Fourth and Forever

After a loss you give up or you start over.

Josh fell in love with Kathy on the first day of sixth grade in Valley Head, Alabama. Eleven years later they graduated from high school, Josh received his draft notice, and they were married. Eighteen years later, Josh was winding up his Army career. Bobby, their only child was about to graduate from high school, and Kathy died unexpectedly - no accident - no long sickness - she was just gone.

Josh and Bobby were devastated. Finally Josh realized they had to go on with their lives regardless of the pain. After many late night discussions, that usually ended with both of them crying, they decided to leave Fort Rucker, Alabama and find a school far away from anything that would remind them of their loss. A few weeks later they enrolled at the University of Montana in Missoula.

Bobby tried out for the football team and thanks to the skills he had acquired in long practice sessions with Josh, made it as a wide receiver. The Grizzlies coach, Brent Jenkins, had seen Josh working out with Bobby and asked if he would work with the team's punter, explaining that their field goal kicker had just dropped out of school for personal reasons.

˃˃˃ A 44 year-old college football quarterback! Are you kidding me?
The punter had no desire to kick extra points and field goals. Josh explained that to Brent and before he realized what was happening, Brent convinced him to be the kicker. A week later the coach talked Josh into becoming the backup quarterback, after assuring him that the Grizzlies starting quarterback, Jeff Samuelson, had never been injured.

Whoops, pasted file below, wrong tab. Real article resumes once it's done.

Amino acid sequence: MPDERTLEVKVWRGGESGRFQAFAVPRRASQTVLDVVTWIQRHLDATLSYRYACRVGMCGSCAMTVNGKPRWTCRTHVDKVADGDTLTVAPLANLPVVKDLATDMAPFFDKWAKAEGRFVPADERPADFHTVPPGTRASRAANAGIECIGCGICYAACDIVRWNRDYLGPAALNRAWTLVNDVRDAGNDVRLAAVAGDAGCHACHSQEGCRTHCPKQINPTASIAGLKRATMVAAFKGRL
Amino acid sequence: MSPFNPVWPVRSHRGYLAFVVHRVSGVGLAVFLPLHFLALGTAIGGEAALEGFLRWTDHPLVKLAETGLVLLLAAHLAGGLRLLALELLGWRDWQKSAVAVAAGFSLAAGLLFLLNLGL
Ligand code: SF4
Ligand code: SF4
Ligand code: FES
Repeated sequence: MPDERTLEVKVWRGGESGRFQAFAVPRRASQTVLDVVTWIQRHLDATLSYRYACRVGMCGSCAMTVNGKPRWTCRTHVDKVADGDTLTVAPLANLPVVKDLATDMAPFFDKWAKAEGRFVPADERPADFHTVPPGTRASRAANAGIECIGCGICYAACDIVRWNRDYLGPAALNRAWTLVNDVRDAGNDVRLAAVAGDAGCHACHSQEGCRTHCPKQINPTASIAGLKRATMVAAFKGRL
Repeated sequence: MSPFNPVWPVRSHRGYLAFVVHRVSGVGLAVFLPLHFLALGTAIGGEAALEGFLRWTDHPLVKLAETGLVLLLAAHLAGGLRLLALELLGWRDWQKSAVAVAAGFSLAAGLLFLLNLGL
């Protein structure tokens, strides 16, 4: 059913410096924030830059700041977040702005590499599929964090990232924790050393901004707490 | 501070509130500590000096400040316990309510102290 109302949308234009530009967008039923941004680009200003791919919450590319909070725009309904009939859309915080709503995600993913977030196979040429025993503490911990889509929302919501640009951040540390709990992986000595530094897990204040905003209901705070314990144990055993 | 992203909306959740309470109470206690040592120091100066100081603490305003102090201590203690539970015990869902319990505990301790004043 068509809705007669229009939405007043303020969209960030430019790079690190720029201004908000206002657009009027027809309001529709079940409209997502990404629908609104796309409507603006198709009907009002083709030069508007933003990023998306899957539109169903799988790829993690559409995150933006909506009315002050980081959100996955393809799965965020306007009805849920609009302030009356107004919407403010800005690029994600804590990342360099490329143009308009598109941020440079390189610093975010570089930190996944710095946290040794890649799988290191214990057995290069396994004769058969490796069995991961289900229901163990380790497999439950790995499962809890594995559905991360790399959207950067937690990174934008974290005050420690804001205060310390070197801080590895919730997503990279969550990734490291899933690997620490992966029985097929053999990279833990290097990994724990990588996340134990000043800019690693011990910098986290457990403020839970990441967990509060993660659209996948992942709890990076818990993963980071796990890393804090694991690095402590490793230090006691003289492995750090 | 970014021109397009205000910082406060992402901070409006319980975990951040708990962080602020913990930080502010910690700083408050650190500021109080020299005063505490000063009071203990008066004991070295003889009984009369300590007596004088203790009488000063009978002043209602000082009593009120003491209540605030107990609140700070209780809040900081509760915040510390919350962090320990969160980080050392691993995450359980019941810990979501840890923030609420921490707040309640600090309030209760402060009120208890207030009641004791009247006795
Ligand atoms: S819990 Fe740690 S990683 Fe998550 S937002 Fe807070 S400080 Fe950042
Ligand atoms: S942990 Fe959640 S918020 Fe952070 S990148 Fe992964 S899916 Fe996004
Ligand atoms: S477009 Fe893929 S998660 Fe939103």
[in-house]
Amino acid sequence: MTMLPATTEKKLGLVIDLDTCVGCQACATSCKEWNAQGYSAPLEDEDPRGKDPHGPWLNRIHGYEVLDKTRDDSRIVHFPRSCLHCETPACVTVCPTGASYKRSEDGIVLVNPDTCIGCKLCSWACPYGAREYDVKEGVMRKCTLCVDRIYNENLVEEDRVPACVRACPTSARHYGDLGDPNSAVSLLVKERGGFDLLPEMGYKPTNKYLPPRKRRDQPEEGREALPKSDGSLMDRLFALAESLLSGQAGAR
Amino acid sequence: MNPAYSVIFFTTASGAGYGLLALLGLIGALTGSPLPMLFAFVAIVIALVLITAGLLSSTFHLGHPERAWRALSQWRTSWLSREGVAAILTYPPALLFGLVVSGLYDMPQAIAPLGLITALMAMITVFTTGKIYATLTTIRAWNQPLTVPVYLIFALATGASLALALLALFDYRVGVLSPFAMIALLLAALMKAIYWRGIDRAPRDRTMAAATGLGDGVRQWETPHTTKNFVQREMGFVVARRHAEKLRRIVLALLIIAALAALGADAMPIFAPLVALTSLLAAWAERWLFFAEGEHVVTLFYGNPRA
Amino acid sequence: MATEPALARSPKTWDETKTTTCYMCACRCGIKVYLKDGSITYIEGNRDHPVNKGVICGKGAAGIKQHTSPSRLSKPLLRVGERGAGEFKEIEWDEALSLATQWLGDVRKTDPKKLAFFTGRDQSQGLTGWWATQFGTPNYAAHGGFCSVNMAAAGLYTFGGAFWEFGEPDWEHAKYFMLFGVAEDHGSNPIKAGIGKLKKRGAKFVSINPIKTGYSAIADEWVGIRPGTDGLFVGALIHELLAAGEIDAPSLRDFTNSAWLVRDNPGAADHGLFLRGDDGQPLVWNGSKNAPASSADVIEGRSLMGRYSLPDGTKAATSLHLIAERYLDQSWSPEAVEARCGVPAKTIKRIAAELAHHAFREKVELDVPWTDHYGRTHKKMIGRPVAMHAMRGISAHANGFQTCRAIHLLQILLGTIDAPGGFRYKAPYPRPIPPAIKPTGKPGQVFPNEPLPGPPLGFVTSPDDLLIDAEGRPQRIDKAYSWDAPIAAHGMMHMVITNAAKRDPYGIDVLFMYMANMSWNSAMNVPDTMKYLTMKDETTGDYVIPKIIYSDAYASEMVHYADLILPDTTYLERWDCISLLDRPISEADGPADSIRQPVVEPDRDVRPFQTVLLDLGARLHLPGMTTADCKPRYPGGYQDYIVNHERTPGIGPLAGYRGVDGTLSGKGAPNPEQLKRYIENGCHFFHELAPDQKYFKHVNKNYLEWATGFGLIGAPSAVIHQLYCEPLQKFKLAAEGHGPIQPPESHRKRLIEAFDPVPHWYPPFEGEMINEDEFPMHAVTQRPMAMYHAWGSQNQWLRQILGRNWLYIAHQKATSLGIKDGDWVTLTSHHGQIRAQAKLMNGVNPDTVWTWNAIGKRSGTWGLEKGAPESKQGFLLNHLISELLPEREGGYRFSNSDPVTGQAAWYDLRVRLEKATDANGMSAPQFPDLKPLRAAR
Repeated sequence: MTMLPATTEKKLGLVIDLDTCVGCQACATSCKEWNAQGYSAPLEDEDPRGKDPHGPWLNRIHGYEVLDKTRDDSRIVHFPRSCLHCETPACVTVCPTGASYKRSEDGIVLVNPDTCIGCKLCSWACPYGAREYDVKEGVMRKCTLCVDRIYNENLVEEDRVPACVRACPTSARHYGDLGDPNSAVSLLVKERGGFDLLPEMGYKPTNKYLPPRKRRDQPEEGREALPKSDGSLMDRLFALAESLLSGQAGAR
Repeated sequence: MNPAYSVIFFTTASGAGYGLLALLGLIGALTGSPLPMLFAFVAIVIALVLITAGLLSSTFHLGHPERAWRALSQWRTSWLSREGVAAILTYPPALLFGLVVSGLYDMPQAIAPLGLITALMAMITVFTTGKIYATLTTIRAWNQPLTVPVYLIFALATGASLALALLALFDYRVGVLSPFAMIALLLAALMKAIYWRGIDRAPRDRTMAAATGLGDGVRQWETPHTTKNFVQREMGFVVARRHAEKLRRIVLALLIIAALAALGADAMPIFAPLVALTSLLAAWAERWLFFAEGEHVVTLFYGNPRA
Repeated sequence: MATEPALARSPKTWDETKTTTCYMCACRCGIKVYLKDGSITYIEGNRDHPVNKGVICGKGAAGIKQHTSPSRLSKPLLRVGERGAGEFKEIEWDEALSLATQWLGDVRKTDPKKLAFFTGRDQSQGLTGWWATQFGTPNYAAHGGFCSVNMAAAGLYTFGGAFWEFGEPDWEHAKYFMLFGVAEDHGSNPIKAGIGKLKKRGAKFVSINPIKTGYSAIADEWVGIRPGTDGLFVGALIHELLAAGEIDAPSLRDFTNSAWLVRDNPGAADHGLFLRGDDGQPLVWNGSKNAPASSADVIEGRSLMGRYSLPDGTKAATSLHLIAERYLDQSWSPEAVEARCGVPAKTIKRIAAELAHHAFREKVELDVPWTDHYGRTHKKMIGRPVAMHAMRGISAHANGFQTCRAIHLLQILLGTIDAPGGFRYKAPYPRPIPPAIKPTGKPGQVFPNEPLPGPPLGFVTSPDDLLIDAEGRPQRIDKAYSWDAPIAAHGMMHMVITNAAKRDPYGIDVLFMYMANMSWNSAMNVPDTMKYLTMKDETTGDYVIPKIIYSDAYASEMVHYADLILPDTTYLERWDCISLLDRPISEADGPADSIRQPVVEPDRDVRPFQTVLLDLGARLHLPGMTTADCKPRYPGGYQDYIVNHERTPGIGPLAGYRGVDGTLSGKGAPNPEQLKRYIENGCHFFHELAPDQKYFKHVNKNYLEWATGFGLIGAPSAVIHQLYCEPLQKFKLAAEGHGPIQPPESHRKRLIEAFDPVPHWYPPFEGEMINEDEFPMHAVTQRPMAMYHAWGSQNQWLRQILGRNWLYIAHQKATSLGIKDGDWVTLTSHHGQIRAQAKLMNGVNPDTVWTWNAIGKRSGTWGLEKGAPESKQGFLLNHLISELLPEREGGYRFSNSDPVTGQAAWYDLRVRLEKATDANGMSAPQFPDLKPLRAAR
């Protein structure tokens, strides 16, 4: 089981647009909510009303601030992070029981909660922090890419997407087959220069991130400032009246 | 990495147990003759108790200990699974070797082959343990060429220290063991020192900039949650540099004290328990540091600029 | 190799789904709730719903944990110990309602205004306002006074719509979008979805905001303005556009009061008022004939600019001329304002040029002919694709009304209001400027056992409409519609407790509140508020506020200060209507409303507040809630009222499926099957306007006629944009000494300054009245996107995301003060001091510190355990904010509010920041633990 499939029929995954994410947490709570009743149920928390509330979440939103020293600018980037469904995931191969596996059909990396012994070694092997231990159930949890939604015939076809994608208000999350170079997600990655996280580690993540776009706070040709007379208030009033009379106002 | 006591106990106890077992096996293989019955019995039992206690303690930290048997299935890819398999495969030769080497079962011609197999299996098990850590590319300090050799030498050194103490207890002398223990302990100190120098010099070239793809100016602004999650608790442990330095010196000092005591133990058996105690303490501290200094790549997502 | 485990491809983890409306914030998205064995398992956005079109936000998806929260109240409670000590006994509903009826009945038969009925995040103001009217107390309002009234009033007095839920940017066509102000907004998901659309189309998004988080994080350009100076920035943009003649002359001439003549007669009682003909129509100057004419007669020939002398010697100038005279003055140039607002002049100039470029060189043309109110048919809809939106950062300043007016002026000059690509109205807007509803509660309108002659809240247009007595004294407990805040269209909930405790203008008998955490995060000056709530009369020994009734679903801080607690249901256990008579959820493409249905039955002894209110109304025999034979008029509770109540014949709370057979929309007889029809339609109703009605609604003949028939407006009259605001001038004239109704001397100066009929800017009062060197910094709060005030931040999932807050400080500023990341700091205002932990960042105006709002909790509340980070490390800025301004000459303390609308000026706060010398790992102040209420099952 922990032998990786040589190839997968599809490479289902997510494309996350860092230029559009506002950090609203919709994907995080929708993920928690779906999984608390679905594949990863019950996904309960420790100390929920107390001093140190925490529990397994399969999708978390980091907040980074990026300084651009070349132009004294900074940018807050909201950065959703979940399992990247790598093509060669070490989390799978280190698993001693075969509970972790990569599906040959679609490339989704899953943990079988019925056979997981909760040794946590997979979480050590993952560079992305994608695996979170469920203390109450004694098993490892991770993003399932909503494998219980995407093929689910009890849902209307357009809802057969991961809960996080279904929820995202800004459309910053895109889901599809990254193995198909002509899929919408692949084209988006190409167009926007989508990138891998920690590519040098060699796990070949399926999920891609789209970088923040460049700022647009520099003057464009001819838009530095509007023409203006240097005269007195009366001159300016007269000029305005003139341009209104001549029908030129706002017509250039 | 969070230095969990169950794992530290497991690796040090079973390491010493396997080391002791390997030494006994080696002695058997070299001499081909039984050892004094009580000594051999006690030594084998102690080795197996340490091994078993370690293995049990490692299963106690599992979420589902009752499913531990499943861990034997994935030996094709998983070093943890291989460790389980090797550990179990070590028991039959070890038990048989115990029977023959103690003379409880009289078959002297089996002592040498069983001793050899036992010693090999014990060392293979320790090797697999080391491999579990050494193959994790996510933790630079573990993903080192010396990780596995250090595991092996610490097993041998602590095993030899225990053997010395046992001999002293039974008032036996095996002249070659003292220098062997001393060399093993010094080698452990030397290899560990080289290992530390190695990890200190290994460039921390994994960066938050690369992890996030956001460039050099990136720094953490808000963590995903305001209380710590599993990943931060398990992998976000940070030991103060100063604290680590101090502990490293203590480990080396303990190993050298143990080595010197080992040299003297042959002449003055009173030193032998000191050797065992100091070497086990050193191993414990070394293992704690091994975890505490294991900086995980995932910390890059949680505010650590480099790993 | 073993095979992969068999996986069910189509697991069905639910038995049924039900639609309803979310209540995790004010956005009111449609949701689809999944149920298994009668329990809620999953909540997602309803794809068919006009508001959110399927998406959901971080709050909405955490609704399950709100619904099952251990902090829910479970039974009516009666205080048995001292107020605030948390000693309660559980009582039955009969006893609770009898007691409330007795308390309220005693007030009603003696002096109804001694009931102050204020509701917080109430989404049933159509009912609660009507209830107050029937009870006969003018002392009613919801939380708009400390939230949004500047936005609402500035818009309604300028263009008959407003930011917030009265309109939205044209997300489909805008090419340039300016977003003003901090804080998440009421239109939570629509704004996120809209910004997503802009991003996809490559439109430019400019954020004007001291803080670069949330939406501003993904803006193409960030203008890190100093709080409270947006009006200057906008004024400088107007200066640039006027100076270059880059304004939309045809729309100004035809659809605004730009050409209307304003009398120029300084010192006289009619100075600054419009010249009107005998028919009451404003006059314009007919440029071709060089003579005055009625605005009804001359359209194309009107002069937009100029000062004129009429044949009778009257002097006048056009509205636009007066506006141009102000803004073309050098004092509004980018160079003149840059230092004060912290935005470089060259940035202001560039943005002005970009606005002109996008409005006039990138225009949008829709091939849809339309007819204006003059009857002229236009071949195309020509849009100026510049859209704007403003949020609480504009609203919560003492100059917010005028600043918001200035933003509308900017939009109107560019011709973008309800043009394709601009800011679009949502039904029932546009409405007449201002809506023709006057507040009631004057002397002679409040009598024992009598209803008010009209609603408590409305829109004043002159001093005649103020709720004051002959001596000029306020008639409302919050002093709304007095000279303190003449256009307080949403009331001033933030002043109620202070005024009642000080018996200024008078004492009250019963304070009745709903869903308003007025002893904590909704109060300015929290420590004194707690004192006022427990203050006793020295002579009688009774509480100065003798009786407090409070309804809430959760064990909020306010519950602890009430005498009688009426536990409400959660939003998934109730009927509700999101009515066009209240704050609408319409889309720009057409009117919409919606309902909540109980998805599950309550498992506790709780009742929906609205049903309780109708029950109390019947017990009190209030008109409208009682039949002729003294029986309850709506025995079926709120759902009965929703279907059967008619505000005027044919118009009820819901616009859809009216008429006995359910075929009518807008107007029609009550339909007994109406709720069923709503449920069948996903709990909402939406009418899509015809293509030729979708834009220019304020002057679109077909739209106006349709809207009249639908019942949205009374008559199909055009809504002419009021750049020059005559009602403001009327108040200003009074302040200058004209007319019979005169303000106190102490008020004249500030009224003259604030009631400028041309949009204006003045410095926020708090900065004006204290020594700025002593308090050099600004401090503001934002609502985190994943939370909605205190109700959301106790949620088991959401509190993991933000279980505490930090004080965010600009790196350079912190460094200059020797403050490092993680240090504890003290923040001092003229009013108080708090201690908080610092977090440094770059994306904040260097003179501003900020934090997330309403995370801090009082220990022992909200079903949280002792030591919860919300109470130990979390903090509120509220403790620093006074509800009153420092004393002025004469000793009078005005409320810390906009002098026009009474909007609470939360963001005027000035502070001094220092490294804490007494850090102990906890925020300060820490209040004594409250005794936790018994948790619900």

Samuelson's three-year injury-free streak ended in the third quarter of the Grizzlies first game. Seconds after the starter went down with a broken collarbone, Josh found himself, at age 44, the quarterback of a college football team.

˃˃˃ A Reader Said
"This story is riveting from the beginning to the end. My husband was in the pre-Vietnam era, before it became an official war. Many of the boys he taught as an Air Force instructor went into that war. I've recommended this book to him as he has friends who were called up and who never talk about what happened there. The writing is superb. I felt like I was on the sidelines of the football field, in the cockpit of the Bluebird or on the steps during the Vietnam Conversations. An excellent, excellent book."

˃˃˃ Another Reader Said
"Underlying the actual narrative is the unresolved issue of the Vietnam War, which comes across to a foreigner like me as an issue closed away and unexamined by most folk who were not there. In the book, the lead character, Josh Edwards, sets out to open the door and reconcile the feelings of veterans to their experiences. At the same time he enlightens those who would seek to know but have found themselves locked out by their loved ones and also by the social climate of denial. There are many words written about Post Traumatic Stress Disorder. In Fourth and Forever, the author gives you a layman's guide in a couple of paragraphs using the psychology of Sport. Personally I found this profoundly educational.
The style of the prose is clear and unadorned. This is an unashamedly Feel Good book about success and winning by virtue of personal effort. We all know that our lives offer no such guarantee. In these times of jangling dissent, isolation and uncertainty, Fourth and Forever puts a team around you. I would read this writer again."

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